For June-bearing strawberries, special attention should be paid to the strawberry plant’s flowers. Generally, if you order strawberry plants online, they will be shipped to you in the spring. Once received, they should be planted as soon as possible. But, if they were bare-root strawberry plants or strawberry crowns only, it is going to take them some time to establish themselves.

    The plants don’t realize this of course, and will try to produce strawberries by sending forth their flowers. This is not good for the plants or the harvest. The already-weakened plants need all the energy they can muster to take root and make a new home. If they expend the energy on berry production, they will not establish themselves well. This can compromise the plant’s future production as well. Additionally, since the just-shipped plants are weak anyway, they have less energy to devote to strawberry production. This results in smaller, puny strawberries in the same year you order and plant new strawberry plants.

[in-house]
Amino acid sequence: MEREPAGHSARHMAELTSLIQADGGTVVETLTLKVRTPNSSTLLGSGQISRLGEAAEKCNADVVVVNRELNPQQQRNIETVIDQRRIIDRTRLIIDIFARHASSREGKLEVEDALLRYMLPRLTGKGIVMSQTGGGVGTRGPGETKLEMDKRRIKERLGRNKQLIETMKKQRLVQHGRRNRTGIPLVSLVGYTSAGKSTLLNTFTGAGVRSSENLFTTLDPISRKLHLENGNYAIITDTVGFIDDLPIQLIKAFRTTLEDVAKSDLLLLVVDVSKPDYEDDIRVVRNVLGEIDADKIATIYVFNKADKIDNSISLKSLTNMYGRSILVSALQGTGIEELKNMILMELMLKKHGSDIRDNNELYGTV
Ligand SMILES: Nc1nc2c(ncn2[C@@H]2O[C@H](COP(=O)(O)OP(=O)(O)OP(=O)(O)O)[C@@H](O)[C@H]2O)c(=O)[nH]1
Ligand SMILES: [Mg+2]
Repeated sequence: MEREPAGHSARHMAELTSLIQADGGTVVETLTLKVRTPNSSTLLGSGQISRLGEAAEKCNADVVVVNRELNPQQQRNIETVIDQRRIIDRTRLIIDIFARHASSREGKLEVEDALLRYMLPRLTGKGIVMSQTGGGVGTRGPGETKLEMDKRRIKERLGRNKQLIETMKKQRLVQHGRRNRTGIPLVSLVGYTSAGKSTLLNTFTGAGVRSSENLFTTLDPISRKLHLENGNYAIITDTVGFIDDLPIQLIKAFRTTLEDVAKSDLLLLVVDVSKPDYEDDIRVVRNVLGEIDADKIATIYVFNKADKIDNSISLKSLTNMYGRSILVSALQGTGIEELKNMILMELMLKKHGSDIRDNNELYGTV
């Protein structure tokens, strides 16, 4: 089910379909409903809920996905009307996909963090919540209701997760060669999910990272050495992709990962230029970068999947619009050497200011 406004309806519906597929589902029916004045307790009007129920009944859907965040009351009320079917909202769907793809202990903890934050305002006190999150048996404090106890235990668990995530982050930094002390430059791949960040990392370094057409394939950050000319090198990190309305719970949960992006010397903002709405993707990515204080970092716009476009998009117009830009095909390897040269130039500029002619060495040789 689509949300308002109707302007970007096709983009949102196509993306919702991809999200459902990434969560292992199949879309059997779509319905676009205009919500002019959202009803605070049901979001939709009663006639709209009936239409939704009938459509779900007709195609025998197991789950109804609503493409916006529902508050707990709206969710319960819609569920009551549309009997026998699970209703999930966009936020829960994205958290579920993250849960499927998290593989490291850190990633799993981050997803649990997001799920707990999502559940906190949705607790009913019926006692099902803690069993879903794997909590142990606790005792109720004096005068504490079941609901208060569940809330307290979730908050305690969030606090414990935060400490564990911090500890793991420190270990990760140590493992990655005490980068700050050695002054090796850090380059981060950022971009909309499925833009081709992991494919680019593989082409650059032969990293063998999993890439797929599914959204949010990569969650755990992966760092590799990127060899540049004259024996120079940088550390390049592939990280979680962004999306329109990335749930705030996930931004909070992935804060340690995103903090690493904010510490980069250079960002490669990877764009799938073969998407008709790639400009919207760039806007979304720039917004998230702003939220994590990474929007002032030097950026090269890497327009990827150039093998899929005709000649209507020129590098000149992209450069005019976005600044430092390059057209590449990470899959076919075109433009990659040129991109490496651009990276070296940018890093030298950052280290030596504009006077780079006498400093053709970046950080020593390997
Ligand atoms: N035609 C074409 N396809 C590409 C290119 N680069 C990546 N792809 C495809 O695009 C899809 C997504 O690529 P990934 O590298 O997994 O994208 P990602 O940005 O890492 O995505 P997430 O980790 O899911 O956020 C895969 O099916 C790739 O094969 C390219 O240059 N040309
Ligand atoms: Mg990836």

Te solution is to pinch off or cut off all flowers from every new strawberry plant for the first growing season, allowing the strawberry plants to root and grow without distraction. Simply check the plants once a week and remove any flowers you find. Most June-bearing strawberries will be completely done producing flowers sometime in July (usually early July). Although not specifically addressing day-neutral or everbearing strawberry varieties here, new plants of each of those types should have their blossoms removed until early July also. However, after July, any strawberry flowers that bloom can be left to develop into strawberries.

    While the overall consensus seems to favor pinching off flowers, I think I'll do an experiment. My plants are everbearing, so I will pinch off the flowers in one bed, but not the other. I'll report the results.

    - Patrice

  5. Well that weedy area really yielded some wonderful plants! I'm sure that was hard work but so worth it.

    I transplanted some raspberries last year into a bed and only one made it. So I'll just replant more this fall.

    Thanks for stopping by my blog!